About R

R is a general purpose statistical computing package, and one of its appeals is the very large library of additional techniques that is available. RStudio is a separate program that provides an interactive development environment (IDE) for R is also available and that can be run from Open OnDemand. We also install a couple of collections of libraries and make those available as loadable modules for your convenience. See below for details; we put the section on installing libraries for yourself at the bottom.


The Tidyverse is very popular and with the dependencies it requires be installed adds up to several hundred R libraries (also called packages, which we will use interchangeably). For convenience, we install the Tidyverse packages and make those available via an Rtidyverse module on most systems, whether the version is that of the underlying R used; so Rtidyverse/4.0.3 is R 4.0.3 with Tidyverse.


We collected together a number of geospatial packages for R, several of which can be tricky to install if R is not installed in the default location (which our R is not). These are made available via the Rgeospatial module.

R with MPI

Getting R to work with MPI can also be tricky, so we install Rmpi and the related doMPI packages and make those available via the Rmpi module. Once again, the version is that of the underlying R, not of Rmpi. In our experience, very few people actually write MPI code in R, so Rmpi is typically used by some other package and not used directly. The most popular seems to be the doMPI package which parallels doParallel, so we also install doMPI with Rmpi.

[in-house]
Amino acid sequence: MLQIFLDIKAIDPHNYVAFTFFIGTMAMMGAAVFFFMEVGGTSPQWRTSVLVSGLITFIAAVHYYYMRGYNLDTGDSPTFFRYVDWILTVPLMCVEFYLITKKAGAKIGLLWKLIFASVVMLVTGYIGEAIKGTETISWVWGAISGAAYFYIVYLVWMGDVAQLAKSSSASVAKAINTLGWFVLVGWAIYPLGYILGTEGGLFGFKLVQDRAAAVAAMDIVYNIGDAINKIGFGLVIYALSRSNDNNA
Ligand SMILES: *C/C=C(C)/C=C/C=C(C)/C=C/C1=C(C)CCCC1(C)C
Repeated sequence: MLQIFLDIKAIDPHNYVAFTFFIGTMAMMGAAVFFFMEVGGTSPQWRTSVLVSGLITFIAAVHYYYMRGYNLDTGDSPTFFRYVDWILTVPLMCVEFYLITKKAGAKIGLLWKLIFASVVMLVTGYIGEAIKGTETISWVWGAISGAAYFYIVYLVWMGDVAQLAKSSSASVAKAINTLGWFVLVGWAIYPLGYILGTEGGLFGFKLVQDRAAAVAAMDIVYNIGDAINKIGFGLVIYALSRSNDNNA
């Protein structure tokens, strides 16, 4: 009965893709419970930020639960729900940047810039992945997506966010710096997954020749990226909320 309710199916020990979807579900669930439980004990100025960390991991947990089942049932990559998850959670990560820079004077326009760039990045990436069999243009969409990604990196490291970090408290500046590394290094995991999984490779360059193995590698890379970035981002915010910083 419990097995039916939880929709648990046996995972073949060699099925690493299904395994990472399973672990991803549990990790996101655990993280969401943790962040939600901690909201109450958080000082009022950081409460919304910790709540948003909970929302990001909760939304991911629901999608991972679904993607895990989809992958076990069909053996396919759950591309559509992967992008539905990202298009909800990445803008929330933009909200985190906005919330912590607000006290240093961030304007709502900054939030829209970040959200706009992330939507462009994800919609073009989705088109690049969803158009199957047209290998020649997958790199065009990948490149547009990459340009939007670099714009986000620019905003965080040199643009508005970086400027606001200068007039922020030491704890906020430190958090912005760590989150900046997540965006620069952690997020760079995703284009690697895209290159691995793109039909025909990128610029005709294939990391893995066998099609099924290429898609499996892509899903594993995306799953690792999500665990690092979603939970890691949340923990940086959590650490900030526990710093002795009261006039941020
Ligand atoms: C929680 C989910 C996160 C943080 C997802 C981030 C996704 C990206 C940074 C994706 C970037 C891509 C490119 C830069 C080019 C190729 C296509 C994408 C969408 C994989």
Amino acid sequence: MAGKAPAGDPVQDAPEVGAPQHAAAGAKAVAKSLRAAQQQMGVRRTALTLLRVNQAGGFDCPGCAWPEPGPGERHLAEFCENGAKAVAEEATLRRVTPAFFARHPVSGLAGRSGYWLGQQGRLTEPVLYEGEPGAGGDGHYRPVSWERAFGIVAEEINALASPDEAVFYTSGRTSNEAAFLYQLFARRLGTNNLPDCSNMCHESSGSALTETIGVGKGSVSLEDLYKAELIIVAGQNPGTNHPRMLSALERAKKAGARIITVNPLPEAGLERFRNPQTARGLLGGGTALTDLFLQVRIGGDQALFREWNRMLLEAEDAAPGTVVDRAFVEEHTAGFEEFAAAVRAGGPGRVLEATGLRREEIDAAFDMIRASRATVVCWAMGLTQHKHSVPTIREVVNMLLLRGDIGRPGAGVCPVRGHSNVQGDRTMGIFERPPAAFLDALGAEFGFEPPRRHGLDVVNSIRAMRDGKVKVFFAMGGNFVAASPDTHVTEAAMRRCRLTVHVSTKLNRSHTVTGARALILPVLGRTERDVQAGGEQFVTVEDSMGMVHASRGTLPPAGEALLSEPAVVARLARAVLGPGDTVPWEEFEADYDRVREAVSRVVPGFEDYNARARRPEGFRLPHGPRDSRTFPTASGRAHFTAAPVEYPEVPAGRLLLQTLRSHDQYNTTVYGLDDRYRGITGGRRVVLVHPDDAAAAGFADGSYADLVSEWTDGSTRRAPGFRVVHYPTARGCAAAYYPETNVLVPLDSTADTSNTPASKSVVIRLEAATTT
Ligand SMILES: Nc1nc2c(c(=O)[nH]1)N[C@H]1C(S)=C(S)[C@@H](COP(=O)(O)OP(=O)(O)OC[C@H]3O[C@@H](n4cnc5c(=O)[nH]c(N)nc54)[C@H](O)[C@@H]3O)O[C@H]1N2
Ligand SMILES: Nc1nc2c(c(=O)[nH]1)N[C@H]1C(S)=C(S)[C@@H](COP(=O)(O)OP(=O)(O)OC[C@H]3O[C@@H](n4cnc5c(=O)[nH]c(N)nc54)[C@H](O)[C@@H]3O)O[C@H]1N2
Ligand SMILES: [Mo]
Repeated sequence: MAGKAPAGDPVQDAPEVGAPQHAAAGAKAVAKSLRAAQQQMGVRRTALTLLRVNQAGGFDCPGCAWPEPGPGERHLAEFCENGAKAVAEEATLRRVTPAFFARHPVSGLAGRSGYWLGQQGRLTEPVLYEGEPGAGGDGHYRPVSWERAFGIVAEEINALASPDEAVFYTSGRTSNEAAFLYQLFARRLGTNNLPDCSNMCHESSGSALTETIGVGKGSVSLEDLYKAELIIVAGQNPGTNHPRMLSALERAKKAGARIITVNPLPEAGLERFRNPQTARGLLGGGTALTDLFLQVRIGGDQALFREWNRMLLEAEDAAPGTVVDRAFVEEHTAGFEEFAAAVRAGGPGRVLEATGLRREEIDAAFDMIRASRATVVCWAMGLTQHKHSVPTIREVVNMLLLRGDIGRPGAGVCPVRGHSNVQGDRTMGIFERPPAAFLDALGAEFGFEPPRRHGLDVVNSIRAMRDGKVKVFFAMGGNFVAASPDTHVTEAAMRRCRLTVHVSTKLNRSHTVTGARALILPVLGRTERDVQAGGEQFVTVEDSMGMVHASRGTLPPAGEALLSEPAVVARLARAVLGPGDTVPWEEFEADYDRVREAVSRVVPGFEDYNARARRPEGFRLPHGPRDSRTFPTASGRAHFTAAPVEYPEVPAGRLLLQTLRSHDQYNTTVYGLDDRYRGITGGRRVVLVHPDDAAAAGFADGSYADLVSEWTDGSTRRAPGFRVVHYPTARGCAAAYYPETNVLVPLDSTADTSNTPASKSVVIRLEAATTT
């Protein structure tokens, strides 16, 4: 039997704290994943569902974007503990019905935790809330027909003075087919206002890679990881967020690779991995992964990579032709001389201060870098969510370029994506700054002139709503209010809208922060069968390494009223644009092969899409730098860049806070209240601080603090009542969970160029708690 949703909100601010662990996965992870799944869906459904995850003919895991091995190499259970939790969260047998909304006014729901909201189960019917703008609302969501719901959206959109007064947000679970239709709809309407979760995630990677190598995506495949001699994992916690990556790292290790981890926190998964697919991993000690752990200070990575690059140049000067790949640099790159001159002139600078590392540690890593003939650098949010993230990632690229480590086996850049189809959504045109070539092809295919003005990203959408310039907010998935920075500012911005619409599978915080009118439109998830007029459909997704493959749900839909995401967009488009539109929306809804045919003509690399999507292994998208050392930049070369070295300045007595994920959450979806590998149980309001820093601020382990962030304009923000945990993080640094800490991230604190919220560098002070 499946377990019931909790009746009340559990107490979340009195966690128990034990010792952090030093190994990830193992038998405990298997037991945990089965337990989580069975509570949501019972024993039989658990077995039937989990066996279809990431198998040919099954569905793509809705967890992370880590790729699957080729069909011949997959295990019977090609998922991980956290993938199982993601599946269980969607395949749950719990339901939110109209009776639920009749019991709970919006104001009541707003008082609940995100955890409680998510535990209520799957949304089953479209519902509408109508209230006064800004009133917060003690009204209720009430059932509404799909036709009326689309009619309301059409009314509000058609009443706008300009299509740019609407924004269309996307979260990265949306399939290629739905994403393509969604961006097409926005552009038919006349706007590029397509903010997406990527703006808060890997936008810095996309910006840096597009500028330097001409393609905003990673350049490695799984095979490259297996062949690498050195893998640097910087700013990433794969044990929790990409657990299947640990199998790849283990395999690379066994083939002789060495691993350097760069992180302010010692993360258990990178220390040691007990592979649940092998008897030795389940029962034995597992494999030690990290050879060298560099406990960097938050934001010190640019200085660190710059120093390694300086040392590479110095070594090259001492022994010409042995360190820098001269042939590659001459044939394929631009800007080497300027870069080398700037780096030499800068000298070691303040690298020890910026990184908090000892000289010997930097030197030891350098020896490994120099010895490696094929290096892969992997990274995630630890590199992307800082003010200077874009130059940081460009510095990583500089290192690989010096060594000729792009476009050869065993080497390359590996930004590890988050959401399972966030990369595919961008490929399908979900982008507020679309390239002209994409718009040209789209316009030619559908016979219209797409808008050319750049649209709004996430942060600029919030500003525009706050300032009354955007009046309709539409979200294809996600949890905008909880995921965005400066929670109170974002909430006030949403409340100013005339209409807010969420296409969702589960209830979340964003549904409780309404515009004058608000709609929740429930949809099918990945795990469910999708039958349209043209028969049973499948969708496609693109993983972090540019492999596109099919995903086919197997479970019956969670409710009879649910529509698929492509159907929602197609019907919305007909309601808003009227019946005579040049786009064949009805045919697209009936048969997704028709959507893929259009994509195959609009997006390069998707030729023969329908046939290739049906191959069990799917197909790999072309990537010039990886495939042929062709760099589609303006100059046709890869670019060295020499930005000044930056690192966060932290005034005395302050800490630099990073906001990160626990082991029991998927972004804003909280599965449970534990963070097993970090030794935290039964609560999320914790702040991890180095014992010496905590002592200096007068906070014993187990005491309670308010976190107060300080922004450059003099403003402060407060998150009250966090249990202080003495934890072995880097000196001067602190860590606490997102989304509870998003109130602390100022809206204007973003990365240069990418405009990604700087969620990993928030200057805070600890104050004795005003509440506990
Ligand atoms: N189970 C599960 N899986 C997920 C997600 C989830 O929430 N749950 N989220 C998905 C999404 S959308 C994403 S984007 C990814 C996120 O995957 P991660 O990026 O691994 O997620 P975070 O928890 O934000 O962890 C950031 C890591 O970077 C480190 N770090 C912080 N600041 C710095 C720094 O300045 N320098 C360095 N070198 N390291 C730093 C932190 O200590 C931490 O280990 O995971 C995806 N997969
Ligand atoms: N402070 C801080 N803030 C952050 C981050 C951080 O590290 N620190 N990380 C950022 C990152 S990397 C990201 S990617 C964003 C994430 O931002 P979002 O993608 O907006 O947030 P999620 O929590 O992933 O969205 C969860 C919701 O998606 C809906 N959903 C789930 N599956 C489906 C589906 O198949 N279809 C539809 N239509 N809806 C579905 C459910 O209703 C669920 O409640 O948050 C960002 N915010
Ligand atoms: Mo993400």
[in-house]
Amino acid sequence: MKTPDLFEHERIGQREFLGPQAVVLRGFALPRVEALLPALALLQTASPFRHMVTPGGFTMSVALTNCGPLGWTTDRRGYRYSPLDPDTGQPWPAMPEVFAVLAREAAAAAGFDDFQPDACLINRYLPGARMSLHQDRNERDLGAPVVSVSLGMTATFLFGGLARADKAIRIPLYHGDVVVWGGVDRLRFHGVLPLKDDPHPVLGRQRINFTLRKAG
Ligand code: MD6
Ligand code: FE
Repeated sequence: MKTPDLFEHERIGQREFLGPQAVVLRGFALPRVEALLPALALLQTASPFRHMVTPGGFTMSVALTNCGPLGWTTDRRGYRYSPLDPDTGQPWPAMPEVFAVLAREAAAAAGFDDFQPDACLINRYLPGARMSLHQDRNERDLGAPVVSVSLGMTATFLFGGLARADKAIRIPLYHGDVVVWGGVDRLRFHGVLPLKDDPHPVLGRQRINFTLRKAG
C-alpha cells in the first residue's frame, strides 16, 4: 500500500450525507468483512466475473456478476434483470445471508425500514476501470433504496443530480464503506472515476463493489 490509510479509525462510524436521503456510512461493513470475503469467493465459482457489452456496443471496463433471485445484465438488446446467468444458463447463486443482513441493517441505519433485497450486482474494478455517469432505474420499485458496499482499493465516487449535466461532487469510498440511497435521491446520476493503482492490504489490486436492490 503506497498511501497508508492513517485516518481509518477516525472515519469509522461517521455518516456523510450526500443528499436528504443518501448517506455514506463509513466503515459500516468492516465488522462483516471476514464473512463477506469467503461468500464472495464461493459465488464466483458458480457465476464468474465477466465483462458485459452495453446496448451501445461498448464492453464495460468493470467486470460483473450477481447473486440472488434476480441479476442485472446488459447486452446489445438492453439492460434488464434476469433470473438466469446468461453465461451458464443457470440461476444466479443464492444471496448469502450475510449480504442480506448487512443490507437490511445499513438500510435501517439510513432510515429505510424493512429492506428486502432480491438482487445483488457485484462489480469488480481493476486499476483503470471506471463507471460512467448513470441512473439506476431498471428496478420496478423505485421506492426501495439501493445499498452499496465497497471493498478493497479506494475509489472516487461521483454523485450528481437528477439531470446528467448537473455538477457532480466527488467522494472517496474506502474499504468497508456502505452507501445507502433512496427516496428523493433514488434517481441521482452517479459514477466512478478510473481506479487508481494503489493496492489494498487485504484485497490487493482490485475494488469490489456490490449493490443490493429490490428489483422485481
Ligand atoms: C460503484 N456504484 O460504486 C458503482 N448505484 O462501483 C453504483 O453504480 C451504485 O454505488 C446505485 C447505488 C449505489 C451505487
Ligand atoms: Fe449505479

Installing your own packages

R packages are installed once, and they are typically installed interactively from a login node. Since Open OnDemand has become available, many people are using a session within it to install packages. We do recommend that you not install packages from the RStudio application there. Installing from the command line from a login node is the preferred way to install packages.

The general procedure is to load the R module, then run R. From the R prompt, use

> install packages('package_name')

The first time you install a package, you will be asked if you want to install it to a personal library, and you do, so say ‘yes’. It will also offer to create one at ~/R/x86_64-pc-linux-gnu-library followed by the first two digits of the R version. Use that unless you know what you are doing.

In most cases, that will just work.

We have a repository for R packages here at UM, and if you put the following into your ~/.Rprofile file, you will not be asked to choose a repository each time.

# Set the R mirror to UMich
local({r <- getOption("repos")
       r["CRAN"] <- "http://repo.miserver.it.umich.edu/cran"